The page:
102 · Survey Results: Survey Questions and Responses
There is far more use of our materials
from patrons around the world. E-mail
requests for publication rights to
reproduce images from our materials
has soared.
This allows for 24-hour access to our
materials at any desktop or laptop
It lessens the need to handle the
original items.
This provides our users a way to search
our manuscript collections--they’ve
never been able to do this before.
Having finding aids and collection
information on the Web brings users to
our Web site who may never have come
there otherwise.
It’s making our reference work a little
easier. Patrons now email, call, or
come in person to see a collection and
already know the exact box they need
in a collection. This gives our reference
staff more time to help other patrons.
Use of EAD enables collocation of cross
institutional search results.
Patrons arrive at the repository with
accurate descriptive information,
reducing the time needed for the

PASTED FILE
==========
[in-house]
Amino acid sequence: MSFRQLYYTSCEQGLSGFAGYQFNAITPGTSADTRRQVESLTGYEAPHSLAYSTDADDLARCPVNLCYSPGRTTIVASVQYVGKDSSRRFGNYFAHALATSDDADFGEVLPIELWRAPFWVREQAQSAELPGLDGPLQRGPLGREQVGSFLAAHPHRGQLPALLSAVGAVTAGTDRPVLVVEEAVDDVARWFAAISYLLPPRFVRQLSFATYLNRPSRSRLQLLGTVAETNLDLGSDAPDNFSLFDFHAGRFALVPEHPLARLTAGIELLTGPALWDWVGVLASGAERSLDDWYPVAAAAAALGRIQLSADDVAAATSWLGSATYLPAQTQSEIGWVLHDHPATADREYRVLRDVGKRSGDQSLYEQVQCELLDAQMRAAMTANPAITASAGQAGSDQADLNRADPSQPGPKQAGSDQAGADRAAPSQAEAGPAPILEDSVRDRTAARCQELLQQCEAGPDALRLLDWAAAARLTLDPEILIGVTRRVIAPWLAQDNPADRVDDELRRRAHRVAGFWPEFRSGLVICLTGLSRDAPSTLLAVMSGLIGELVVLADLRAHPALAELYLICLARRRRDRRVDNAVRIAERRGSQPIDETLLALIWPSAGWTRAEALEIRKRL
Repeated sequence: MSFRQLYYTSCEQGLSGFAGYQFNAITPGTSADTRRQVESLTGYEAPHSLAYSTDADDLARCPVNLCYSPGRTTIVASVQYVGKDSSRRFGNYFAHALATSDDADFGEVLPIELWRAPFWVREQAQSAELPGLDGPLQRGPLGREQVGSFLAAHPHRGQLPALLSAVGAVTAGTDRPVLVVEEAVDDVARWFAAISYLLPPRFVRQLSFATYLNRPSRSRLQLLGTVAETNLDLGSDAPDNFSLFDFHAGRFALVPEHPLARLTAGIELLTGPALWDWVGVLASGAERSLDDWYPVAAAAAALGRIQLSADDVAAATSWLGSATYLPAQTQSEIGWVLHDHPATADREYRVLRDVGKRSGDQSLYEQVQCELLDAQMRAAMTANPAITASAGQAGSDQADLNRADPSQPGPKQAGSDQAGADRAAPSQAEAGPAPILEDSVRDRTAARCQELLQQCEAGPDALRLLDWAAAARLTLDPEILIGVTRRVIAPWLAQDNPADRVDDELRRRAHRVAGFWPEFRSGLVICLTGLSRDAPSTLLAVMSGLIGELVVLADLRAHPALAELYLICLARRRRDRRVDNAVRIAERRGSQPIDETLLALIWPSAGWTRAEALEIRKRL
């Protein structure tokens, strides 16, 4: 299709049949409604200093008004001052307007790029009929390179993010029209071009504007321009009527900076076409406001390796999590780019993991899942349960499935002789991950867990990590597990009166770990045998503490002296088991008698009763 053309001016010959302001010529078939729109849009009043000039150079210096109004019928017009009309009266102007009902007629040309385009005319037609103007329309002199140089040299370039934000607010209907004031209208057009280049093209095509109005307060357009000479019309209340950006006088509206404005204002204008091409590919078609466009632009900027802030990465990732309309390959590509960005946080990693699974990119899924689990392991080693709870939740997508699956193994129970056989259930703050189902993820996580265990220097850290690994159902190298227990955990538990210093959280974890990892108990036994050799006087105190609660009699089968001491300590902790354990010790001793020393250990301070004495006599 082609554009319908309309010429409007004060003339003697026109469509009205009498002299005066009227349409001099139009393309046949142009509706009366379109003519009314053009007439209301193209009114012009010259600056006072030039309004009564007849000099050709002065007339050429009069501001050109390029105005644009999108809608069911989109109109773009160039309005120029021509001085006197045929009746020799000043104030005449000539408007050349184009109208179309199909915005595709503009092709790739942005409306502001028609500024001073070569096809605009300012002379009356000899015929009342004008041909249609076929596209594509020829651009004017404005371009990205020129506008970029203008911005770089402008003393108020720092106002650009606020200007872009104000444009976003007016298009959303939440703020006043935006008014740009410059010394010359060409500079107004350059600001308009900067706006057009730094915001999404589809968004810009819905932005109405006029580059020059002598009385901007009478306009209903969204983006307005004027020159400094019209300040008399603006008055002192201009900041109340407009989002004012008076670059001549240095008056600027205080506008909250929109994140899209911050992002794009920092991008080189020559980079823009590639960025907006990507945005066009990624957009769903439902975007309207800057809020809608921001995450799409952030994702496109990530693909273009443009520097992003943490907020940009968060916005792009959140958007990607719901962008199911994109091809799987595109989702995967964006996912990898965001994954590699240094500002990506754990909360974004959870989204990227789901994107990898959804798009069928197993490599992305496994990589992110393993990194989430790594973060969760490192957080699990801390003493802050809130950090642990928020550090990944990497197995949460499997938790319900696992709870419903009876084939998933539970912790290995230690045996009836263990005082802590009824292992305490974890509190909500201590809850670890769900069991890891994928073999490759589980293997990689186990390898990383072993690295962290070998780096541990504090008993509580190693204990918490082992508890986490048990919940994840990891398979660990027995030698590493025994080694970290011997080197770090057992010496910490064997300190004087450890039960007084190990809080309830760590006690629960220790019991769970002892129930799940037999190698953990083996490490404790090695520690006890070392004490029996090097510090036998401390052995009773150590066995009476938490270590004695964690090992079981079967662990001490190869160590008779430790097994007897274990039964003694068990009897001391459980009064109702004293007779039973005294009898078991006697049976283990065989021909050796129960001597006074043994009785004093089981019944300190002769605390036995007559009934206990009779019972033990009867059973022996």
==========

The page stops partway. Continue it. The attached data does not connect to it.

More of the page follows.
reference interview.
Brief descriptions on the Web enable
us to demonstrate the value of our
collections and create opportunities for
external support when individuals need
prompt access to materials.
Visibility for researchers. Visibility for library staff. Trying to create a union catalog of
finding aids for all archives.
Wider audience. Easier to search digital formats better
reference quality.
Promotes preservation.
Wider availability. Access. Control of resources.
Usage Tracking
29. Does the library track the usage of either print or online finding aids? Check all that apply. N=64
Yes No
In-house finding aids 9 51
Online finding aids 28 34
If yes, please briefly describe the tracking method.
In-house finding aids tracking method N=10
“Circulation use of our in-house printed finding aids. Check out records of our manuscript collections.”
“Hard copy use forms filled out by patrons.”
“Keep statistics from paper records.”
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